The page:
Saturday, July 26, 2014

The Light Emotions

For 4 years, since April 10, 2010, I've been going to OA and writing this blog, trying to understand and cope with compulsive overeating. One strategy is to "feel my feelings." Among other things, I've read, and written (here) about the dark emotions:

Under anger, under depression,
under actions such as addiction, suicide, and aggression,
you will find the three mothers of dark emotions -
grief, fear, and despair.

I am so familiar with these emotions, although I haven't fully learned yet how to sit with them, how to avoid trying to fix them with food, or how to heal from them.

But what of the light emotions? What are they? I frequently say things like, "I'm sad about..." or "I'm angry about..." or even "I'm afraid of..." But very rarely do say something like, "I'm happy about..." or "I feel satisfied with."

Do I numb myself against feeling the light emotions? Is it somehow not OK to feel these emotions? I've been thinking about this all day, yet still it's difficult to come up with a list of light emotions. Let me try...


Have I felt any of the above today? Yes. I felt contented during most of the OA meeting, curious about what others would say, grateful for the help of one of the members, and loving toward all of the members at the end of the hour. I felt happy talking with the owner of a new restaurant in town about his business hours. I felt happy and satisfied for an hour or so, listening to the work noises of a repair guy who is fixing my carport. I felt joyful talking with my brother on the phone for a few minutes, especially the part of the conversation about motorcycling. I feel good satisfied about my eating so far today. I feel happy to be writing this post.

Interesting. It took a lot longer than I would have thought to figure out and name these feelings. I wonder if it would help me recover from compulsive overeating if I practice noticing and naming the light emotions each day?

Wouldn't hurt to try....

Still Reeling

Yep, I'm still in shock, still reeling about what I did, about the impossible-seeming act of eating an entire NY cheese cake in one sitting. I mean, how low can I go? Yet, there's a glimmer of hope growing in me, a faint sense that maybe it was a turning point. Since then I've been on plan, abstinent. Tomorrow is OA, a tool that definitely helps me stay on plan.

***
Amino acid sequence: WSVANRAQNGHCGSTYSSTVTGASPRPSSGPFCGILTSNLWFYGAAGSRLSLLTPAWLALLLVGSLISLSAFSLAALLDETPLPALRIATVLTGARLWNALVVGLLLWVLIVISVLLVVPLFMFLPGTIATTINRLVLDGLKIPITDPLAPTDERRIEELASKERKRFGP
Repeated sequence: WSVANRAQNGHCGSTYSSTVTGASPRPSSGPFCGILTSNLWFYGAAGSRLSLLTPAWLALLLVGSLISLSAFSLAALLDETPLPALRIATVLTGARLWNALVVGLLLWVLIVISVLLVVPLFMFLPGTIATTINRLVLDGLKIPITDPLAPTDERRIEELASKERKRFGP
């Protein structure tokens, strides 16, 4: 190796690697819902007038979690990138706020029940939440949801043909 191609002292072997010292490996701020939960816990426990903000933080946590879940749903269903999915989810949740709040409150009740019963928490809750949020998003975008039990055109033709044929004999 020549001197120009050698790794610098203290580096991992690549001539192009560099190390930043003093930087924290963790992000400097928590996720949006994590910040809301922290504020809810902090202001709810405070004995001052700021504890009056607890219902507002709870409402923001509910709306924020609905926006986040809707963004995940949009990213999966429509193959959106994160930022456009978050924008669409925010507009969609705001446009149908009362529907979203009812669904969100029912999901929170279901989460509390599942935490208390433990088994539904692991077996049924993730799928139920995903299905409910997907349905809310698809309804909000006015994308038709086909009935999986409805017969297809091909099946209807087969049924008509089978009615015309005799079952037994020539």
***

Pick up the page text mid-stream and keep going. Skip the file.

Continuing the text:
I want to write about steps 8 and 9, the ones about listing all the people I have harmed and then making amends to them. It's true I have harmed people, especially by lying to them. But the person I've lied to the most and harmed the most is me. Here are a few of the ways I've harmed myself with my compulsive overeating:
  1. habitually referred to myself as "fat." I wouldn't say that to anybody else.
  2. denied myself the comfort of wearing shorts and short-sleeved shirts in hot weather.
  3. denied myself the joy of swimming because I look horrible in a bathing suit. (I love to swim!)
  4. denied myself the pleasure of attending social events because I am fat and don't look good enough.
  5. thought of myself as stupid. After all, aren't all fat people stupid?
  6. harmed my body by yo-yo dieting and by the extra weight I've lugged around most of my life.
  7. deceived myself about my compulsive overeating, telling myself lies to justify eating.
  8. suffered from extreme shyness in social situations because of my weight.
  9. burdened myself with guilt and shame about weight, sneaking sweets, lying about my eating, lack of control, selfishness.
  10. jeopardized my marriage and previous partnerships in many ways connected to food and compulsive overeating.
I'm 71 years old, and have been struggling with weight and the above abuse since 5th grade, or about 60 years. That's a lot of harm. Now... how can I make amends to myself? It seems to call for action. Saying "Dear Self, I am so sorry I harmed you" does not constitute making amends in my book. The only real way to make amends is to give up compulsive overeating. That's a crossroad, isn't it?

One thing I can do is stop saying I'm fat. Never mention my fat arms, or my fat legs or my fat belly, or my fat body again.... ever! I don't know if I can keep those words out of my mind, but at least I can stop saying them out loud.

I wish I could say I will wear shorts and sleeveless shirts, and go swimming.... don't think that will happen. Oh dear, this making amends part is really tough.

Friday, July 25, 2014

Starting Over

Have you ever devoured an entire cheese cake, a thick, bakery-fresh, New York style, cheese cake, one designed to serve 4 people, in one sitting? If so, you know how horrible it makes you feel a little while later, and how fuzzy your teeth get.  If not, don't. It does not fix your despair. It does not make you feel better. In fact, quite the contrary, it makes you feel a thousand times worse, as you set your abstinence back to zero... again... as you realize once again that compulsive eating makes you feel crazy. I know, because that's what happened yesterday.

The good news is, that was yesterday. Today I was abstinent. Reminder to self: it makes you feel great to be abstinent.

That's all for today. Tomorrow is another new day, day 2 maybe.